@Omnes Omnibus: Mrs. BG currently teaching a Chaucer seminar, and she really forces them to get comfortable with the ME. It ain’t easy. Rewarding, though.
@banditqueen: I loved this book.
It’s the one where they make people say a particular word and if they can’t pronounce it properly they execute them? IIRC.
Time to go back and re-read that one.
Hey you! I’ve missed your SO MUCH!
@Valdivia: So glad to see you here. You are missed!
I liked Oscar Wao a lot.
There There was the best book I read in 2018 (even goodreads.com tells me so).
Yeah, I think so. We’re not talking about ratings of 80, 90 million people…we’re looking at much smaller number of audiences to be successful, and specific ethnic groups can now slip over that lower threshold.
Yes, but I’m also thinking there’s tendency to assume the main audience is white (and upper middle to upper class). And it leads to over-explaining things. It treats that audience as totally naive and needing to be hand held, and unable to pick up things on the fly (as, opposed to, say, a science fiction audience, who can infer things from context).
Hate is easy.
Anyone can find a reason to hate someone with very little effort.
Finding a way to not hate anyone is extremely difficult. One word. trump.
Now finding a legitimate reason to hate, that’s a bit more difficult.
Figuring out how to hate the least amount possible, that’s work.
I read three of Jessmyn Ward’s books in a row (Sing, Unburied, Sing; Where the Line Bleeds; Salvage the Bones), they were that good. What a voice!
Well, I lived in apartheid SAfrica and I live in democratic SAfrica. There are so many different ethnicities here that we have 11 official languages.
Probably the most literarily prolific group are the Afrikaners. They revel in their history and manage surprisingly often to paint themselves as victims, firstly of the British and recently of the entire world, especially them communists, who are , of course, ubiquitous in world affairs. Naturally, they write in Afrikaans, so don’t get much exposure outside the country.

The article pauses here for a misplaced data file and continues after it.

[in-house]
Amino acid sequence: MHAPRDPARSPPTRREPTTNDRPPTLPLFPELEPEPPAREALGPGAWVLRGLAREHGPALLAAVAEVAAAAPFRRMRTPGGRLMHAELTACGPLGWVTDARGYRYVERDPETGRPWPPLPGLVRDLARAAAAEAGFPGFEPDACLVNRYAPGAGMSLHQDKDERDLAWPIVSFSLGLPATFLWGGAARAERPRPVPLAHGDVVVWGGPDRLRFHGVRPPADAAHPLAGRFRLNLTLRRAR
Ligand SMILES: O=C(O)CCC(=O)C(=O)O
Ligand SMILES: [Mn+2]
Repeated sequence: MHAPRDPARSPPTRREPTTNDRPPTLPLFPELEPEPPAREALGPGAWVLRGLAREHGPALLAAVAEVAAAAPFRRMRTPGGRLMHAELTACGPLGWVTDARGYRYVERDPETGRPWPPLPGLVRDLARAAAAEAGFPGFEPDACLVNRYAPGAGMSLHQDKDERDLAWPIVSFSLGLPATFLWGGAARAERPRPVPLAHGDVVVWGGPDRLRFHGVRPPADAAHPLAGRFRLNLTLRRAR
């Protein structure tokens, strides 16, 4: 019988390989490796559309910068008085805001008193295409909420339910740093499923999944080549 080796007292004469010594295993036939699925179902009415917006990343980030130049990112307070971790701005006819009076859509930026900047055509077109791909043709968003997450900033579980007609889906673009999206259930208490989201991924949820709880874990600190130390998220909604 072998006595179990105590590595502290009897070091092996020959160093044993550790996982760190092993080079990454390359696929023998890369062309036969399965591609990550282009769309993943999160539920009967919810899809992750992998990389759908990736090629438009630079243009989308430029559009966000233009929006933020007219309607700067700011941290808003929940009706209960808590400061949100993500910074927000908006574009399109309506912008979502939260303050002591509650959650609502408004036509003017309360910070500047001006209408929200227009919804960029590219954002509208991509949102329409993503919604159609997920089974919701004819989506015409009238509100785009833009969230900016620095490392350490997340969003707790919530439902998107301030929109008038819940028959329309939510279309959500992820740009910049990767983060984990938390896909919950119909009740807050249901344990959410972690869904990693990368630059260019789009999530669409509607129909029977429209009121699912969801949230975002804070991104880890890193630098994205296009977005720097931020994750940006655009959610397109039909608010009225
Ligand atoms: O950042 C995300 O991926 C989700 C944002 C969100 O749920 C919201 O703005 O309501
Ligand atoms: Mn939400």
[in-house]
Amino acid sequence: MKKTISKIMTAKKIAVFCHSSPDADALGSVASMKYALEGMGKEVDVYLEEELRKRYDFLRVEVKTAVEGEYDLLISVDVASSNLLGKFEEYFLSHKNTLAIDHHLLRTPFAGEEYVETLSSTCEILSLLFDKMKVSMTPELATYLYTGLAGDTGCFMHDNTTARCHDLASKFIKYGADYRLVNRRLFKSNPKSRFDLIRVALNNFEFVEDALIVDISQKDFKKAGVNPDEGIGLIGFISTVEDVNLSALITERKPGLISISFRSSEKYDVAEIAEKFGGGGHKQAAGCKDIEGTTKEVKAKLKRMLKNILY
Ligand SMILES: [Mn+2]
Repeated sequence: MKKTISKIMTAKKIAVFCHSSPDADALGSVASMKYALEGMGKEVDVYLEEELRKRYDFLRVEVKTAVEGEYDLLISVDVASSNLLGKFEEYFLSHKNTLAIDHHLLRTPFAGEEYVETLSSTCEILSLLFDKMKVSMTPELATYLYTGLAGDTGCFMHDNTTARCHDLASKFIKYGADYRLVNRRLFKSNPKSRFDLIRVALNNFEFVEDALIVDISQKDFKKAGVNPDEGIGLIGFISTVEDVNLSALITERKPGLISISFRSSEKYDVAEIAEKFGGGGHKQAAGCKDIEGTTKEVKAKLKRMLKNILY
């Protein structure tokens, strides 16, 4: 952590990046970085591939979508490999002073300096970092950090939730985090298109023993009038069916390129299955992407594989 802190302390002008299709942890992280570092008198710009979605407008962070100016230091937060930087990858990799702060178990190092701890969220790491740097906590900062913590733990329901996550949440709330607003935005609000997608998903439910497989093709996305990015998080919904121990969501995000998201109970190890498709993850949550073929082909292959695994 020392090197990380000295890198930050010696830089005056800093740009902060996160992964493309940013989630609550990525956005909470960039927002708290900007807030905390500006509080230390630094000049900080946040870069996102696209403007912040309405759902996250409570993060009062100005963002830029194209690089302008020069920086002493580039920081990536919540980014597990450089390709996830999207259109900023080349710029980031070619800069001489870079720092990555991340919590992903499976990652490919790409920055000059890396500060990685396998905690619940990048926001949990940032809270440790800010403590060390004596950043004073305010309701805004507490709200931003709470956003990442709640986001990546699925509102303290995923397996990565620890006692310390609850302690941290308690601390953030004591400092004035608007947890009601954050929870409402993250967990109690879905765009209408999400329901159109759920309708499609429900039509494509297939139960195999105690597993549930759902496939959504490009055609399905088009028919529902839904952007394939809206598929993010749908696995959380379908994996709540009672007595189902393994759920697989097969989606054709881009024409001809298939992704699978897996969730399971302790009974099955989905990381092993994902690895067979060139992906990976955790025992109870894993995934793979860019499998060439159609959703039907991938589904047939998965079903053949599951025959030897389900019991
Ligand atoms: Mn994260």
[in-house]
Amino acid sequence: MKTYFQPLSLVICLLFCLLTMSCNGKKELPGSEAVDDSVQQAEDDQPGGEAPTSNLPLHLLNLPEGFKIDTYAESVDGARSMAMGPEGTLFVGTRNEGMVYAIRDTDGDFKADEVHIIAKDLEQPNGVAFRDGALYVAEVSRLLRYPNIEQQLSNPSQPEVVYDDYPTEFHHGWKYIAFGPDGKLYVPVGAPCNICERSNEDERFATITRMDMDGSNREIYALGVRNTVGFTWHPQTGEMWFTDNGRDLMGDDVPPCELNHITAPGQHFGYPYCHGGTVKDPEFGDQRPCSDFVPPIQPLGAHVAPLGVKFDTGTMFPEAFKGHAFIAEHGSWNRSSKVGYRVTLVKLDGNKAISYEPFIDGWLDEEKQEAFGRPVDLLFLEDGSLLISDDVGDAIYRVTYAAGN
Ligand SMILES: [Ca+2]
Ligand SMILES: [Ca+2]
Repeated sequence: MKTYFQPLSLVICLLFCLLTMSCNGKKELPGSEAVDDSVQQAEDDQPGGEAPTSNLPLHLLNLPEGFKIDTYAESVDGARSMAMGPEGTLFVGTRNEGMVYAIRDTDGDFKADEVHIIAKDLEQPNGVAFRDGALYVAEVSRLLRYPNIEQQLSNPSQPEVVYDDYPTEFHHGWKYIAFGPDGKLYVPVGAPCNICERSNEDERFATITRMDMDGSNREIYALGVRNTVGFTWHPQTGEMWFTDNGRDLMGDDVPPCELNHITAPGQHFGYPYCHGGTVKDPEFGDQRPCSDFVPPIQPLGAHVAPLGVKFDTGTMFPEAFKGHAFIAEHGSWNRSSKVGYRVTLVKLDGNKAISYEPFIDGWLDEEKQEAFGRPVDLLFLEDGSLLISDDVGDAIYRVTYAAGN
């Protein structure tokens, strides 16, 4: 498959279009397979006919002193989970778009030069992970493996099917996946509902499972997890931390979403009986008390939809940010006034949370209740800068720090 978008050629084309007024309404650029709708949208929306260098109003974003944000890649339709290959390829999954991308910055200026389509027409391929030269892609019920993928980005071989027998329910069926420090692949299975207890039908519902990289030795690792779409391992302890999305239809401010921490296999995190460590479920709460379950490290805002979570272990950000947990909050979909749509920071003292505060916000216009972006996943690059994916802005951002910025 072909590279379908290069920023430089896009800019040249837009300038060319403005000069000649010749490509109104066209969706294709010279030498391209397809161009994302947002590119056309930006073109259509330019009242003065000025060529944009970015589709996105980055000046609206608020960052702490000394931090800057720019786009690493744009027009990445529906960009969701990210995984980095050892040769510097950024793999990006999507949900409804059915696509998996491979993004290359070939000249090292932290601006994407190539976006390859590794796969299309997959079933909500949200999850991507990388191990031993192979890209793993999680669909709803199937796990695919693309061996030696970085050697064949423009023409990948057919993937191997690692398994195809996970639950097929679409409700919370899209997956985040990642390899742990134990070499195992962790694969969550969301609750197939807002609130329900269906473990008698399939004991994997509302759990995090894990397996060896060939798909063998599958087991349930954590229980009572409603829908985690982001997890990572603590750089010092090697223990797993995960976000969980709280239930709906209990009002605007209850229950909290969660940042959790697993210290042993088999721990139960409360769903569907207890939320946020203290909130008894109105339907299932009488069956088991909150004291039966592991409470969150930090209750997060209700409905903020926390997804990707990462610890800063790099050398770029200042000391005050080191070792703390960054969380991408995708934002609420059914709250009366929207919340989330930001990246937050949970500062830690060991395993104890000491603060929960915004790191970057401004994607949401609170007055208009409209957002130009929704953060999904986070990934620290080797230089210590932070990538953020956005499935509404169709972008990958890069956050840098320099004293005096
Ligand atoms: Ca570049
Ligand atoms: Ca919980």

We Anglophones do sometimes crack it – Nadine Gordimer, JM Coetzee, – to whitesplain how awful apartheid was but it is hard for speakers of other languages to break through internationally. Also, most books in Xhosa or Zulu or Sotho are about the Struggle against the oppressors which is understandable but does not really delve into the reality of ethnicity. White privilege continua, much as la luta. (Portuguese is not one of our languages, btw)
@gwangung: Thanks. Your web site and whole project look really brilliant. I’ll send some students your way, and a colleague of mine who does gobs of theater reviews here in Chi.
On a slightly different subject, I’m really pleased at how much Asian cinema is making an impact right now. Though I wish the offerings from, say, Netflix were better. I need to up my game in subscribing to more foreign film services.
@debbie: Totally agree.
She can really write.
@suezboo: Have you read Trevor Noah’s memoir?
@suezboo: Goes to show how much diversity and variety there is around the world. We’re obviously just scratching the surface here.
I’ve always been curious how the wine industry works in SA in terms of mixed ownership, labor, etc. Is it diverse at all?
Not sure this fits in here, but I want to recommend Afterward. Here’s a brief summary of the documentary:
Also the possibility of Israel’s guilt, which she tacitly acknowledges at the end. It’s really very moving.
@WaterGirl: Hi there! It is nice to be back. I try to come at the end afternoon for this thread but work is insane so I am a little late getting back to you guys